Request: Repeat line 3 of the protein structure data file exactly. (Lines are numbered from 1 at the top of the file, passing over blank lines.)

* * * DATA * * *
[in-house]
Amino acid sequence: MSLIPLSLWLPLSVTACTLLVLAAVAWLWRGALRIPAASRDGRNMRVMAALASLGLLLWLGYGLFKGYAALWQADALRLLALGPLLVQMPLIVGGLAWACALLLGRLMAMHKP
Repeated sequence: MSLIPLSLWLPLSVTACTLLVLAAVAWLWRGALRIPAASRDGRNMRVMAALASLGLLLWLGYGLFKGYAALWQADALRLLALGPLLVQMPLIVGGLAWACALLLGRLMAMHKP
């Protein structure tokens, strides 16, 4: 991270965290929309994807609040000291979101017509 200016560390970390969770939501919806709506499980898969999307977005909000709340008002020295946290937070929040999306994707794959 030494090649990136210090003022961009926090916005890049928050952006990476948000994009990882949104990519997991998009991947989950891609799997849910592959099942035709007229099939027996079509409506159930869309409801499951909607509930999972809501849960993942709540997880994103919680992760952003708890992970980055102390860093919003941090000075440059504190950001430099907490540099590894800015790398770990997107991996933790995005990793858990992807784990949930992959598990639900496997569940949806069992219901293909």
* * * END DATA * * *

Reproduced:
Repeated sequence: MSLIPLSLWLPLSVTACTLLVLAAVAWLWRGALRIPAASRDGRNMRVMAALASLGLLLWLGYGLFKGYAALWQADALRLLALGPLLVQMPLIVGGLAWACALLLGRLMAMHKP